My boyfriend and I just recently moved into our very first apartment. It took a while before our internet/cable was installed, so before we began to set up our entertainment center and home office, we knew we needed to find cable management solutions for all those messy and unsightly wires. Fortunately for us, we had a clean blank canvas of a room to start from and came up with some ideas beforehand. Here are 5 cable management tips you might want to keep in mind while waiting around for the cable guy.1. Learn to cut your own cable
. Whether it’s an ethernet or coaxial cable, your furniture is governed by how far these cables can reach. When the cable guy comes to set up your internet, he usually asks how long you want the cable that's connected to the cable modem or cable box to be. If you don't have your furniture set up yet, the cables may end up being too short or you may have a big coil of wire hanging from the back of your cable box.
2. Split the cable where you need to. When the cable guy comes to your new place, he sometimes needs to use a splitter to split the cable so it goes to both your cable box and cable modem. When my cable guy came, he actually split the cable right at the beginning, from the wall! So unfortunately, I ended up with 2 cables to manage, rather than just splitting the cable closer to the end where I wanted it to be.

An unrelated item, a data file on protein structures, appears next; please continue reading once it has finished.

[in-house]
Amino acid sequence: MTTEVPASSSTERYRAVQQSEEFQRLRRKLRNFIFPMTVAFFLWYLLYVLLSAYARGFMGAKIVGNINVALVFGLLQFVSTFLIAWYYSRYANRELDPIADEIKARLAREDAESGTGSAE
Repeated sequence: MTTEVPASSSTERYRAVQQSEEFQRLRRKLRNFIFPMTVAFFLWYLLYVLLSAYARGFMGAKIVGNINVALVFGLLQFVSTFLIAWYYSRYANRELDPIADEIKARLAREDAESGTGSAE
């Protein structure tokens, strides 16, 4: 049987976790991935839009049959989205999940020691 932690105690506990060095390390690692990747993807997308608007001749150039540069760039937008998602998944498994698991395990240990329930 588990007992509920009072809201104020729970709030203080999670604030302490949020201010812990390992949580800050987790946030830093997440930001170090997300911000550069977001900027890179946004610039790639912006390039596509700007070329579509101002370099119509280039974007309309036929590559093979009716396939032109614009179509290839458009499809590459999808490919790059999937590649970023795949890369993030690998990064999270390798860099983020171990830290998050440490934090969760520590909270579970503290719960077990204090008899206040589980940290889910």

3. Keep things tidy by covering up those plugs. Even with all the wireless technology that frees us from wires these days, there’s still that pesky power cord that we can’t seem to get away from. A cheap and easy fix to keep your cords neat is with a surge protector concealer. You can purchase ones that are built-in (like this Belkin) or cover up the surge protector you already own with a Bluelounge CableBox.
4. Install wire tracks. Before you start moving furniture around and up against the wall, it’s a good idea to put up some wire tracks to keep your cables tidy. These relatively inexpensive plastic tracks are a lot easier to install when your walls are clear of clutter because they come in long pieces.
5. Choose the right cable color. This one may seem a bit obvious, but it’s something that can be easily be overlooked. When the cable guy came to install our cable, I was a little taken aback by the fact that all he had were black coax cables—I thought the clear choice would be a white cables so that they’d blend into the white walls. Moving furniture around later to replace the cables didn’t seem like my idea of fun, so I ended up quickly going to RadioShack to replace those black cables right away before I had my media center in place.
(Image: Flickr member Rick Audet licensed for use under Creative Commons)